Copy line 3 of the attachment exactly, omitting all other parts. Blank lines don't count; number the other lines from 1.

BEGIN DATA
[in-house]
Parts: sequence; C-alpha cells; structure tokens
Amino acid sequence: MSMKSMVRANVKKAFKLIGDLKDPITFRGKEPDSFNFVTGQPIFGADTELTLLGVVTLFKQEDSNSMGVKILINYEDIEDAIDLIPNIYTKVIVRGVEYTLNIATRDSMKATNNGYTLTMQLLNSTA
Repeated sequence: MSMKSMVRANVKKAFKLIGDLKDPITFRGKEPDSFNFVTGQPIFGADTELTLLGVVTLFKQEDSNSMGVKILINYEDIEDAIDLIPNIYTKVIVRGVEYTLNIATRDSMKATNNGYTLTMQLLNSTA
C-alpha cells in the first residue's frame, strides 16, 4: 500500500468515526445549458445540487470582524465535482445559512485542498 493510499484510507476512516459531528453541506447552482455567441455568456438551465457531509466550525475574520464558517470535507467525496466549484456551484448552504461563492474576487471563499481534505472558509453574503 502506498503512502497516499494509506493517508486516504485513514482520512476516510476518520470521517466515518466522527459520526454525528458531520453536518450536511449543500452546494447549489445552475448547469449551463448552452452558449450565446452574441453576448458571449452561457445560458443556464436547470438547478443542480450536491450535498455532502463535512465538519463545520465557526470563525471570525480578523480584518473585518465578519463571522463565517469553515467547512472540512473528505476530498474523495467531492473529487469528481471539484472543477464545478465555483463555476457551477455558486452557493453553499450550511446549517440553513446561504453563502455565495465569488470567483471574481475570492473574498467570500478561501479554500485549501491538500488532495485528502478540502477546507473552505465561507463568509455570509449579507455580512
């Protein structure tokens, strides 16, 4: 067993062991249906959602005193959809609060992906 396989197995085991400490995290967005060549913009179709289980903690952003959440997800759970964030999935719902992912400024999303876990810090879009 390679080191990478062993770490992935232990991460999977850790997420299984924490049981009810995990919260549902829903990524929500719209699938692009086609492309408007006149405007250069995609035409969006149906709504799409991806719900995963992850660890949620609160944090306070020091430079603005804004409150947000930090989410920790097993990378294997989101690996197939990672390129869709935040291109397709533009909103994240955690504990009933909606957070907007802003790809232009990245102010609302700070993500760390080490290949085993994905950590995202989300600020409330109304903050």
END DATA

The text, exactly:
Amino acid sequence: MSMKSMVRANVKKAFKLIGDLKDPITFRGKEPDSFNFVTGQPIFGADTELTLLGVVTLFKQEDSNSMGVKILINYEDIEDAIDLIPNIYTKVIVRGVEYTLNIATRDSMKATNNGYTLTMQLLNSTA